For the first time, scientists at the Laser Zentrum Hannover e.V. (LZH) have succeeded in measuring zinc samples at a pressure of 600 bar using laser-induced breakdown spectroscopy.
They were able to show that the LIBS system developed at the LZH is suitable for use in the deep sea at water depths of up to 6,000 meters.
Locating mineral resources on the sea floor has so far been rather expensive. In order to reduce the costs, the LZH is working with eight other European partners to develop a laser-based, autonomous measuring system for underwater use by 2020.
The system is supposed to detect samples, such as manganese nodules, and analyze their material composition directly on the deep sea ground.
For this purpose, the scientists at the LZH are developing a system for laser-induced breakdown spectroscopy (LIBS) within the scope of the ROBUST project. In order to test the LIBS system developed by LZH under deep-sea conditions, a special pressure chamber was designed and manufactured.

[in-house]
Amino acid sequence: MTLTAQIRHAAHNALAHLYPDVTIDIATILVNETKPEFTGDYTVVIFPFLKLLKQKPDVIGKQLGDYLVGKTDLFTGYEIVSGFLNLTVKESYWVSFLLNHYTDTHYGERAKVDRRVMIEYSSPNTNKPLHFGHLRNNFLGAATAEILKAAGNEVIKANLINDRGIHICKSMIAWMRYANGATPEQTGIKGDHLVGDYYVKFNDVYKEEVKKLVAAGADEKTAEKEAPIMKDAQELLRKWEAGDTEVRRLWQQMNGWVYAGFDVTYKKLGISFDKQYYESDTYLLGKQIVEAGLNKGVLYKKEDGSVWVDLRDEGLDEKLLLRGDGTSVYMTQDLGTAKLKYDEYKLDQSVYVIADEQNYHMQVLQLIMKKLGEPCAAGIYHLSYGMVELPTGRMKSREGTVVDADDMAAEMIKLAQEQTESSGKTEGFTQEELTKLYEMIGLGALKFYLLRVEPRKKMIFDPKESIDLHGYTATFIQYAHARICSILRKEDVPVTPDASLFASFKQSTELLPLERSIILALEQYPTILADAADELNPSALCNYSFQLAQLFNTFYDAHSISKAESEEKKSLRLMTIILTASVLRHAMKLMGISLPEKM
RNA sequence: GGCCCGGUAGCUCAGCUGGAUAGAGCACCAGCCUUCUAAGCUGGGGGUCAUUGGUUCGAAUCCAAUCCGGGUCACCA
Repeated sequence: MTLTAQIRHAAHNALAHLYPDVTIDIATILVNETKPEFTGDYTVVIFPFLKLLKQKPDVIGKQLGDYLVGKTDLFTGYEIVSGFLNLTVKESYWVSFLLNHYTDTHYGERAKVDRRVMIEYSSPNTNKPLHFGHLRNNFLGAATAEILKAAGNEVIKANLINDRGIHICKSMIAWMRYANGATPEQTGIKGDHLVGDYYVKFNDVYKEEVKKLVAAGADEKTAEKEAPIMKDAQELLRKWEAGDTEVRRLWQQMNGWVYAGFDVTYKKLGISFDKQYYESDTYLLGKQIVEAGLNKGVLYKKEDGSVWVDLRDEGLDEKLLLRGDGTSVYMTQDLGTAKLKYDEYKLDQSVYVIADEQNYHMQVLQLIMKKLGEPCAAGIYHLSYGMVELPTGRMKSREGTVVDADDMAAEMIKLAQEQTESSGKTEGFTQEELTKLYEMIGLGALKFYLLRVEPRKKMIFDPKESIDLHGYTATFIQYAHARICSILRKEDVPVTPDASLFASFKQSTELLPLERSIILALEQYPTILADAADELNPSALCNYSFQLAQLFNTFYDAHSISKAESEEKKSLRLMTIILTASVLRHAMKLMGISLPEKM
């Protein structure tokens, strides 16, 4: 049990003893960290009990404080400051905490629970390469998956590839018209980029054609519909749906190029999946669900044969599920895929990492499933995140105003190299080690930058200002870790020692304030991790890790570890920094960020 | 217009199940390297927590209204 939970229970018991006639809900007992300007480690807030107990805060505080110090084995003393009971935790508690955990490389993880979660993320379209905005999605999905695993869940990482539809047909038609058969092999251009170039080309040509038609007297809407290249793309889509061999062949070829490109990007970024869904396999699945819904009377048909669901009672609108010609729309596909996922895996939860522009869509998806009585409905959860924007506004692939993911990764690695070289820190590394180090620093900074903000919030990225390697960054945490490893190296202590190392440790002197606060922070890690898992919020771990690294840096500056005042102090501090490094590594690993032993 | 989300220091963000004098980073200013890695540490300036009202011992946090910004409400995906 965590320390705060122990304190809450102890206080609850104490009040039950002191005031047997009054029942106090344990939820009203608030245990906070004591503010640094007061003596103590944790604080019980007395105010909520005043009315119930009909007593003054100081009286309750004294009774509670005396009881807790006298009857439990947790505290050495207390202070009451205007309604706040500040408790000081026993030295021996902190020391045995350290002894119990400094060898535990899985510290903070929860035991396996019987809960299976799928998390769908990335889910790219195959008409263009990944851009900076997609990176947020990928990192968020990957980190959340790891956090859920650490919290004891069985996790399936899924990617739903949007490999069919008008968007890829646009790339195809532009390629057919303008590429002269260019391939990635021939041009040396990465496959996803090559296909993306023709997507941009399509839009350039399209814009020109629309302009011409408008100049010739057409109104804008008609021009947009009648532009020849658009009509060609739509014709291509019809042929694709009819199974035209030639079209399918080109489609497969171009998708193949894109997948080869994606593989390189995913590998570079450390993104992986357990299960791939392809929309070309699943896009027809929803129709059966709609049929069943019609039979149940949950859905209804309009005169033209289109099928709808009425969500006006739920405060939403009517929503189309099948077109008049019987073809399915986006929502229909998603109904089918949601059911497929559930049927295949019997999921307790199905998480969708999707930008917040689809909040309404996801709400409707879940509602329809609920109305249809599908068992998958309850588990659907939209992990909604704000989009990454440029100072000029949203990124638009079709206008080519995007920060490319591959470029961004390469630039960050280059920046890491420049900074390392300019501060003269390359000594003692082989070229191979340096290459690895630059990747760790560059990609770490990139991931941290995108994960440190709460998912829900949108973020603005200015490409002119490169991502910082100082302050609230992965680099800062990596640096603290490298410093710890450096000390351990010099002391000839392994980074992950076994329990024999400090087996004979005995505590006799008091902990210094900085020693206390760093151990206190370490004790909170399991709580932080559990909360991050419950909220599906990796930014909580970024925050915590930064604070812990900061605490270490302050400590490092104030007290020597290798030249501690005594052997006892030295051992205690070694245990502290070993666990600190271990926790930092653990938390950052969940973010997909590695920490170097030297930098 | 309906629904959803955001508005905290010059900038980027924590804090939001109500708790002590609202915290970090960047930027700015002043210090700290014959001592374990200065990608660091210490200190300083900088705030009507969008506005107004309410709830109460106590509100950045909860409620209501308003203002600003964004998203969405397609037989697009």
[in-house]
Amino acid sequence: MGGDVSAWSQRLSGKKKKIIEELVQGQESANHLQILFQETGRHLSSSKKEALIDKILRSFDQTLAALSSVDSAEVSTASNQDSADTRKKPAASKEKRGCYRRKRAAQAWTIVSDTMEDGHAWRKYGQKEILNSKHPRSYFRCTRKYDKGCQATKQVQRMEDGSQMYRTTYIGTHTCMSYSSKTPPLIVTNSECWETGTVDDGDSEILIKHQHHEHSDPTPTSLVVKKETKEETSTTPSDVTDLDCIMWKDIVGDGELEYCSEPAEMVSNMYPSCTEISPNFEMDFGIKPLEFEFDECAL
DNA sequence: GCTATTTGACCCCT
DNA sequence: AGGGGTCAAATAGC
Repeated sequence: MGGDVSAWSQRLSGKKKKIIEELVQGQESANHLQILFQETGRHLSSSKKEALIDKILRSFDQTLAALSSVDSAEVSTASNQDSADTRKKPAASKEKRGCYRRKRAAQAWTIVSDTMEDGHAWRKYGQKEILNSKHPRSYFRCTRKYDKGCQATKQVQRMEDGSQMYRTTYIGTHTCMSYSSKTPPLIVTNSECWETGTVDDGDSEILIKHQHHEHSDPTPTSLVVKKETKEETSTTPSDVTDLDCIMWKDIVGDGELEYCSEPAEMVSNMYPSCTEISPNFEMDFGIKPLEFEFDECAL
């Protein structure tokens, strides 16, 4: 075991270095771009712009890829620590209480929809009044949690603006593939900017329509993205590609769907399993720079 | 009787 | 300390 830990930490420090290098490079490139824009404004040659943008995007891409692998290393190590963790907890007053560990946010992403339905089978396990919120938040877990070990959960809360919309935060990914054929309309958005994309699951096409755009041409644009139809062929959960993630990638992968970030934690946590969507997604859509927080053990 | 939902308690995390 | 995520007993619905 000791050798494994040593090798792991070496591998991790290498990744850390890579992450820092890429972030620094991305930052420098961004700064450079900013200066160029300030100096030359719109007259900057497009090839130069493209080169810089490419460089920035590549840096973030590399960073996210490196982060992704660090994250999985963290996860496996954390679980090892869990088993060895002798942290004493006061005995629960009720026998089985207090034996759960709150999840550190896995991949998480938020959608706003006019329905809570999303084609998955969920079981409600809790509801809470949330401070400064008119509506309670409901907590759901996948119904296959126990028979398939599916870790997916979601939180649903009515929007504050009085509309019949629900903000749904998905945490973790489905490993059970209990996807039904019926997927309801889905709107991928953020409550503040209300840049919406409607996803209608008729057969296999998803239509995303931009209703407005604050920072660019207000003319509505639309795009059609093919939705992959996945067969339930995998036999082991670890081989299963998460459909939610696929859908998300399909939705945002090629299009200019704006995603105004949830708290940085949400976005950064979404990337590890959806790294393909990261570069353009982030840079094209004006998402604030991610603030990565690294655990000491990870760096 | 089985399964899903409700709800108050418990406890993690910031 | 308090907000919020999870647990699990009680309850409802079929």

With the pressure chamber, a water depth of 6,500 meters can be simulated with a pressure of up to 650 bar.
The chamber is suitable for both freshwater and saltwater and can thus simulate various application scenarios.
Through a viewing window, the laser radiation enters the pressure chamber with the test sample to be analyzed.
LIBS is a non-contact and virtually non-destructive method of analyzing chemical elements. Solid materials, liquids and gases can be examined.
The method is based on the generation and analysis of laser-induced plasma. Here, a high-energy laser beam is focused on the sample.
The energy of the laser beam in the focal point is so high that plasma is created. The plasma in turn emits an element-specific radiation, which is measured with a spectroscope.
The emission lines in the spectrum can be assigned to the chemical elements of the sample.
Source: Laser Zentrum Hannover